Wed, Jun 25, 2008 - Page 7 News List

Canadian goes on trial over UK plots

CONSPIRACY ALLEGATIONSThe defendant has pleaded not guilty to the seven charges against him, the first that were filed under the 2001 Anti-Terrorism Act


A man accused of participating in an al-Qaeda-inspired cell that plotted bombings in Britain pleaded not guilty on Monday as his trial began under heavy security.

Momin Khawaja, a 29-year-old Canadian-born software developer, is the first man to be charged under Canada’s Anti-Terrorism Act.

Khawaja faces seven terrorism-related charges that could put him in prison for life if he’s convicted.

In an Ottawa courtroom guarded by police sniper teams from surrounding rooftops and officers armed with submachine guns inside, the defendant, dressed in a white shirt and gray suit, sat impassively as federal prosecutors said how British surveillance and electronic bugs betrayed a murderous conspiracy.

“The aim was to cause death, injury and damage for religious and political purposes,” said David McKercher, the lead prosecutor.

Co-conspirators in Britain had purchased 600kg of fertilizer for use in making bombs, McKercher said.

“The result would be massive destruction and loss of life” if a single such bomb was detonated, he said.

As the charges were read on Monday, Khawaja simply pleaded not guilty in a soft-spoken voice to each of the seven terrorism charges. The defense has not signaled how it will attempt to rebut the allegations.

Khawaja, who once worked as a contract employee for the Foreign Affairs Department, is alleged to have collaborated with a group of British Muslims of Pakistani descent in 2004 in a thwarted plan to bomb a London nightclub, a shopping center near the city and parts of the British electrical and natural gas grids. Khawaja is of Pakistani descent.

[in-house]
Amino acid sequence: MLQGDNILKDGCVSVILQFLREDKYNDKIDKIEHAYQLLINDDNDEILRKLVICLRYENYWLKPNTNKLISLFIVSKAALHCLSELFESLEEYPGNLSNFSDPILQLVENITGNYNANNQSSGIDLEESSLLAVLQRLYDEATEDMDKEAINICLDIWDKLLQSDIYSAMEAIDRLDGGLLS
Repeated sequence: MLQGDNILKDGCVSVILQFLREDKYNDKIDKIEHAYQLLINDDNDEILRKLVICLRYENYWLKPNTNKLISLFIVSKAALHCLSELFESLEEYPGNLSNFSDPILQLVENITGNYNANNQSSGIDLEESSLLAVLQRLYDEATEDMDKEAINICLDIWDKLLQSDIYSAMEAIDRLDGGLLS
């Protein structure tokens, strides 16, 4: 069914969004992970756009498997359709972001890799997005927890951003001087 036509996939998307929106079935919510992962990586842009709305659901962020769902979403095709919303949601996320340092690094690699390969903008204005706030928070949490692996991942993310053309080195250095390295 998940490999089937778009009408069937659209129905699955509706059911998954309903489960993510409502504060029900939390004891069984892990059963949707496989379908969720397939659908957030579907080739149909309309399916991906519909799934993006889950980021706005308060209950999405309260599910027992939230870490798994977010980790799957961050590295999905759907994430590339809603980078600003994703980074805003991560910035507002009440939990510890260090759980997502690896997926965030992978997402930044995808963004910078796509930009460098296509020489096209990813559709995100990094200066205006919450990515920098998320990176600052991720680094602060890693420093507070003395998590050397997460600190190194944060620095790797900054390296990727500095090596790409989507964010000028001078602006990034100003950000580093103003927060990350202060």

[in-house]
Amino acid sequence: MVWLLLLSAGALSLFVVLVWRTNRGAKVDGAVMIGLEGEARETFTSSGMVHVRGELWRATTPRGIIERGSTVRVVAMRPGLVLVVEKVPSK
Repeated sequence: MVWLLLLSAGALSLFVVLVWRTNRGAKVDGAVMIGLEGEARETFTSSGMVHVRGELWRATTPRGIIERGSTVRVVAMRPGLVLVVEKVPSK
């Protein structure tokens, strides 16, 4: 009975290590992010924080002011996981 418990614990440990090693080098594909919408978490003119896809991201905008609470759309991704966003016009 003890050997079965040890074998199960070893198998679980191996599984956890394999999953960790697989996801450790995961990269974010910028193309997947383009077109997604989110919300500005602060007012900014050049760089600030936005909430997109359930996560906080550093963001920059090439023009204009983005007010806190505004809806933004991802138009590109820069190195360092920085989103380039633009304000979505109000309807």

Five of the plotters were convicted by a London court last year and sentenced to life in prison, while two others were acquitted.

British authorities said Khawaja provided technical help with detonators, but they did not charge him.

Khawaja was arrested in March 2004 and has been in jail since.

The proceedings were delayed by Khawaja’s legal challenges of federal legislation that allows the government to refuse to disclose sensitive information to an accused person on national security grounds. The legislation was rushed through parliament in late 2001, following the Sept. 11 attacks on the US.

Khawaja’s lawyer, Lawrence Greenspon, had argued that the secrecy provisions in the legislation violated guarantees of fundamental justice and fair trial under Canada’s Constitution, but Canada’s high court rejected these claims.

The star witness in the trial is expected to be Mohamed Junaid Babar, a one-time al-Qaeda operative turned police informer who gave key testimony at the earlier trial in Britain. Babar is facing charges in the US and is hoping for leniency there in exchange for his cooperation.

Lead prosecutor David McKercher indicated in a lengthy opening statement on Monday that much of the evidence against Khawaja will come from surveillance and electronic bugs planted by British police and security officers.

But it is to be buttressed by evidence gathered in Canada, including electronic equipment, weapons and ammunition seized by the Royal Canadian Mounted Police in a raid on the Khawaja family home in March 2004. Computer hard drives seized by the police also produced e-mail records of Khawaja’s contacts with his alleged co-conspirators.

Khawaja faces a range of offenses, including helping to develop bomb detonators, possession of explosives, helping to finance terrorist activity, receiving terrorist training and facilitating terrorism.

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